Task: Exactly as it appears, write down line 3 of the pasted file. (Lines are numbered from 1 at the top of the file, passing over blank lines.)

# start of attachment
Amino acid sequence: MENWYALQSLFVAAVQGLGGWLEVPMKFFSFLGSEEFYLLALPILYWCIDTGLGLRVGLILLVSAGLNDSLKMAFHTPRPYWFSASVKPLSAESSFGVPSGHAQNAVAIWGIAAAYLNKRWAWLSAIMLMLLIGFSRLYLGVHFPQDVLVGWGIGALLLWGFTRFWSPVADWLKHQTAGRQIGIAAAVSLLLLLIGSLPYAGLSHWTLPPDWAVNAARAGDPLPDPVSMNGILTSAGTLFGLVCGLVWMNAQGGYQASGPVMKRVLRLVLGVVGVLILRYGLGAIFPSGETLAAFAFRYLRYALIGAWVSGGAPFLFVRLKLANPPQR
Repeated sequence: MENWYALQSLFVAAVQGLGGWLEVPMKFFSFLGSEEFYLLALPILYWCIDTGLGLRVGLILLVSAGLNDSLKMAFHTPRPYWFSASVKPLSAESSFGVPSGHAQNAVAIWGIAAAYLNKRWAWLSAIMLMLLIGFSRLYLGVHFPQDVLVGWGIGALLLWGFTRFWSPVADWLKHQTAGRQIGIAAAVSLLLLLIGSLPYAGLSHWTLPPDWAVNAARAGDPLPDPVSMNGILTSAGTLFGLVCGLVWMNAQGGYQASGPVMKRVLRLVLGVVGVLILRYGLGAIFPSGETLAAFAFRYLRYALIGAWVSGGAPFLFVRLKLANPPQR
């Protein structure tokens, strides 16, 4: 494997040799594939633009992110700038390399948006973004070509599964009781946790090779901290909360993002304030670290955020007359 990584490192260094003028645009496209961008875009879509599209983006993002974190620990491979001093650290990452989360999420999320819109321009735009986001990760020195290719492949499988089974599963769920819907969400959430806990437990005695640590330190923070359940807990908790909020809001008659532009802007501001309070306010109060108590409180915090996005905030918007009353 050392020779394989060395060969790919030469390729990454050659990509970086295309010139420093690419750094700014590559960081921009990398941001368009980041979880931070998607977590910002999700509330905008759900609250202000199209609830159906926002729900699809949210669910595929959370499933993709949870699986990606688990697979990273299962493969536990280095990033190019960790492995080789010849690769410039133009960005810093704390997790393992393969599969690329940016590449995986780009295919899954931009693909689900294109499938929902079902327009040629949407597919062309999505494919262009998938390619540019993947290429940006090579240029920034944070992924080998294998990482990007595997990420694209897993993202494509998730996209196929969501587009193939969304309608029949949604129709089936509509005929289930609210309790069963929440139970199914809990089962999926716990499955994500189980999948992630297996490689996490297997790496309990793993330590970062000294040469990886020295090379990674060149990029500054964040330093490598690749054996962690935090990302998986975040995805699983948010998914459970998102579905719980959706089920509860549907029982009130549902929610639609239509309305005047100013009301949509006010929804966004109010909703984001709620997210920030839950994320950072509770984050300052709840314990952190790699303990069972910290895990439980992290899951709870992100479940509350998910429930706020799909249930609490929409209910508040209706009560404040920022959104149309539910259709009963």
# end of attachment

């Protein structure tokens, strides 16, 4: 494997040799594939633009992110700038390399948006973004070509599964009781946790090779901290909360993002304030670290955020007359 990584490192260094003028645009496209961008875009879509599209983006993002974190620990491979001093650290990452989360999420999320819109321009735009986001990760020195290719492949499988089974599963769920819907969400959430806990437990005695640590330190923070359940807990908790909020809001008659532009802007501001309070306010109060108590409180915090996005905030918007009353 050392020779394989060395060969790919030469390729990454050659990509970086295309010139420093690419750094700014590559960081921009990398941001368009980041979880931070998607977590910002999700509330905008759900609250202000199209609830159906926002729900699809949210669910595929959370499933993709949870699986990606688990697979990273299962493969536990280095990033190019960790492995080789010849690769410039133009960005810093704390997790393992393969599969690329940016590449995986780009295919899954931009693909689900294109499938929902079902327009040629949407597919062309999505494919262009998938390619540019993947290429940006090579240029920034944070992924080998294998990482990007595997990420694209897993993202494509998730996209196929969501587009193939969304309608029949949604129709089936509509005929289930609210309790069963929440139970199914809990089962999926716990499955994500189980999948992630297996490689996490297997790496309990793993330590970062000294040469990886020295090379990674060149990029500054964040330093490598690749054996962690935090990302998986975040995805699983948010998914459970998102579905719980959706089920509860549907029982009130549902929610639609239509309305005047100013009301949509006010929804966004109010909703984001709620997210920030839950994320950072509770984050300052709840314990952190790699303990069972910290895990439980992290899951709870992100479940509350998910429930706020799909249930609490929409209910508040209706009560404040920022959104149309539910259709009963």